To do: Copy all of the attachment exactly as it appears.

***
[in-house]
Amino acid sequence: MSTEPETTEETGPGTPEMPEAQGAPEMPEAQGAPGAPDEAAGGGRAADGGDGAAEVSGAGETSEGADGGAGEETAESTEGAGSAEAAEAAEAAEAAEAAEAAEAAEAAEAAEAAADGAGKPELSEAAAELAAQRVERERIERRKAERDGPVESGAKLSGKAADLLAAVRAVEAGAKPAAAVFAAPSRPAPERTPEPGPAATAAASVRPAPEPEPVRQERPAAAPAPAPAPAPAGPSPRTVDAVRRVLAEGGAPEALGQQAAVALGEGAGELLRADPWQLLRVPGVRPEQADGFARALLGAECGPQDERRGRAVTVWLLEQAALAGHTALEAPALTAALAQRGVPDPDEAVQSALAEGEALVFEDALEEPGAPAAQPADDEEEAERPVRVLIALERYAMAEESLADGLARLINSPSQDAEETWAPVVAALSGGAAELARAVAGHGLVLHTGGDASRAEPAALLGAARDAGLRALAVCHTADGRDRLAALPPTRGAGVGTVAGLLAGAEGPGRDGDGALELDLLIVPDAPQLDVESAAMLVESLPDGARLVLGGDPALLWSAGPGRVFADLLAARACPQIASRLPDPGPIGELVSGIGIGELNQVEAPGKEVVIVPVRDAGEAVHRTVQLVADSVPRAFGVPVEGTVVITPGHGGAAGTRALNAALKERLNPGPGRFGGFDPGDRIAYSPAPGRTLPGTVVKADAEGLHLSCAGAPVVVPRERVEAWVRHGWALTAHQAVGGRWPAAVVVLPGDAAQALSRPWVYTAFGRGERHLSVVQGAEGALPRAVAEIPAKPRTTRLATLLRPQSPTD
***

[in-house]
Amino acid sequence: MSTEPETTEETGPGTPEMPEAQGAPEMPEAQGAPGAPDEAAGGGRAADGGDGAAEVSGAGETSEGADGGAGEETAESTEGAGSAEAAEAAEAAEAAEAAEAAEAAEAAEAAEAAADGAGKPELSEAAAELAAQRVERERIERRKAERDGPVESGAKLSGKAADLLAAVRAVEAGAKPAAAVFAAPSRPAPERTPEPGPAATAAASVRPAPEPEPVRQERPAAAPAPAPAPAPAGPSPRTVDAVRRVLAEGGAPEALGQQAAVALGEGAGELLRADPWQLLRVPGVRPEQADGFARALLGAECGPQDERRGRAVTVWLLEQAALAGHTALEAPALTAALAQRGVPDPDEAVQSALAEGEALVFEDALEEPGAPAAQPADDEEEAERPVRVLIALERYAMAEESLADGLARLINSPSQDAEETWAPVVAALSGGAAELARAVAGHGLVLHTGGDASRAEPAALLGAARDAGLRALAVCHTADGRDRLAALPPTRGAGVGTVAGLLAGAEGPGRDGDGALELDLLIVPDAPQLDVESAAMLVESLPDGARLVLGGDPALLWSAGPGRVFADLLAARACPQIASRLPDPGPIGELVSGIGIGELNQVEAPGKEVVIVPVRDAGEAVHRTVQLVADSVPRAFGVPVEGTVVITPGHGGAAGTRALNAALKERLNPGPGRFGGFDPGDRIAYSPAPGRTLPGTVVKADAEGLHLSCAGAPVVVPRERVEAWVRHGWALTAHQAVGGRWPAAVVVLPGDAAQALSRPWVYTAFGRGERHLSVVQGAEGALPRAVAEIPAKPRTTRLATLLRPQSPTD